Basically you cannot defeat physics. It takes the same amount of kW to keep you house warm weather they are delivered by an electric heater or a boiler. The only way you can get more kW out than what you put in is by fitting a heat pump.

Thats why the government is increasing the RHI for heat pumps and doesn't support infrared heating at all. 

Please don't fall for the salesmens' patter. 

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jonwalker

jonwalkerComment left on: 31 May 2017 at 7:24 pm

I'm rather surprised by this blog about electric panel 'infrared' heaters and couldn't agree more with Ben Whittle's reply.

Electricity is around three times the price and three times the carbon content of heat from a new gas condensing boiler. So for similar running costs and carbon emissions the air temperature difference to outside would have to be one third for the same running costs and emissions. So instead of 20C inside and 8C (delta of 12) outside it would be 12C inside and 8C outside (delta of 4C). Or heat only one out of three rooms, which you can do anyway by turning radiators off.

It reminds me of my student days when we 'enjoyed' the orange glow of 100% efficient radiant electric bar fires in our freezing overpriced digs.

The only exception I can think of when they might be be of some value would be in a well insulated, intermittenly used room, controlled by PIR sensors.

 

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Ben Whittle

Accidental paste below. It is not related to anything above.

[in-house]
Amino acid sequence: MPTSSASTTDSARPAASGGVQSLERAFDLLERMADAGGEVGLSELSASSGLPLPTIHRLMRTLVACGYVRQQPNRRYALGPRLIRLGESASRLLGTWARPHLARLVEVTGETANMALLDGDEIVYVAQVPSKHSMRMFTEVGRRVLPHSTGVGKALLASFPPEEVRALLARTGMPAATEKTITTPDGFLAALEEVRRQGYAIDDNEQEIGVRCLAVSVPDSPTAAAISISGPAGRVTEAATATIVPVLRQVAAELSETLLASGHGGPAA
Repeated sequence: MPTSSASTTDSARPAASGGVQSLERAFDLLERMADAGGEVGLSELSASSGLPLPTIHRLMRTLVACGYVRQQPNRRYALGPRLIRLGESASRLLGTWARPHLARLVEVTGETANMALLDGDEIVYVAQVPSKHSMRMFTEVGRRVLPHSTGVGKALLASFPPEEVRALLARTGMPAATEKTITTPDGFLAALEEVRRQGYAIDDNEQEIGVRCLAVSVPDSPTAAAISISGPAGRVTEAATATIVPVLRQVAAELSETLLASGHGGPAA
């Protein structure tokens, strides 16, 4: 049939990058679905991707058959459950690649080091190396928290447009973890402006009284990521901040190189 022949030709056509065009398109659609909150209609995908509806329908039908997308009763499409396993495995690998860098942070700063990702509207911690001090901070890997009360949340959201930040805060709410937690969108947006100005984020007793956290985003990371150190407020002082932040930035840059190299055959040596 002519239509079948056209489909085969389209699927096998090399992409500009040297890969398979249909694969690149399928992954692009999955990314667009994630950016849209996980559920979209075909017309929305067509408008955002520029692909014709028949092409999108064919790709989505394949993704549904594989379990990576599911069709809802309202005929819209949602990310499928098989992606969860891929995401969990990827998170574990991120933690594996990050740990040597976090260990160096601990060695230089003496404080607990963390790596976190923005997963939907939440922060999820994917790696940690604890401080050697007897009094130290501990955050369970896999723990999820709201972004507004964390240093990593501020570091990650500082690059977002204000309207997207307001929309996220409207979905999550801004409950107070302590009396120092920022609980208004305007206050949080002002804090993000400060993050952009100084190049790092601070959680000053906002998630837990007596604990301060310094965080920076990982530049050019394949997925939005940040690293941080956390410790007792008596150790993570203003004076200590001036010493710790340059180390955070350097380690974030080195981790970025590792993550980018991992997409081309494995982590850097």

Ben WhittleComment left on: 31 May 2017 at 6:38 pm

@ Alex Barrett, I have to say I am a bit confused after reading this. You always have to be careful when using the word "efficient". Normal electric heating with an oil filled electric radiator is pretty much 100% efficient, as is a kettle or an immersion heater in a hot water cylinder, but it's not better for the environment than a gas boiler. Its also not a great idea to source most of the info from your article on websites which actually sell the technology you are reviewing, which pertains to 2 of your 3 sources.

Heat is lost through the fabric of the building whether the heat comes from central heating or panel heaters - if you have the room up to a comfortable temperature the heat will be lost either way. There is an argument to say that you might lose a little more heat through the walls with you radiators at 75 degrees mounted on them, but I think its really unfair to suggest that you only lose heat through the fabric with wet heating systems.

Panel heaters are only cheaper to install compared to a wet system on a new build - I can't imagine people would put them if they already had a wet system. But if you are talking about new build then you need to compare them with heat pumps, not old draughty houses with oil or gas boilers.

Given a heat pump will potentially be 400% efficient if you put it in properly, they will be 4x more efficient than a radiant panel heater which cannot be more than 100% efficient. So all you are saying is that you would need to put in 4 times as many of them to achieve the same heating output, your carbon emissions would be 4 times higher and your running costs 4 times higher - unless you are really happy with sitting around the radiant heater "line of site" when you want to be warm. I struggle to think this would be considered acceptable by most people! You could also argue that it would be cheaper to super insulate the home and have no heating at all in the long run.

If we are to truly make a genuinely well informed decision you need to compare annual running costs of one against the other in two similar houses  - I just can't imagine that many people would be happy living in a house which got hotter and colder as you walk around the room - or "zoning" as you have described it. Zoning sounds like another way of saying "massively reduced comfort levels".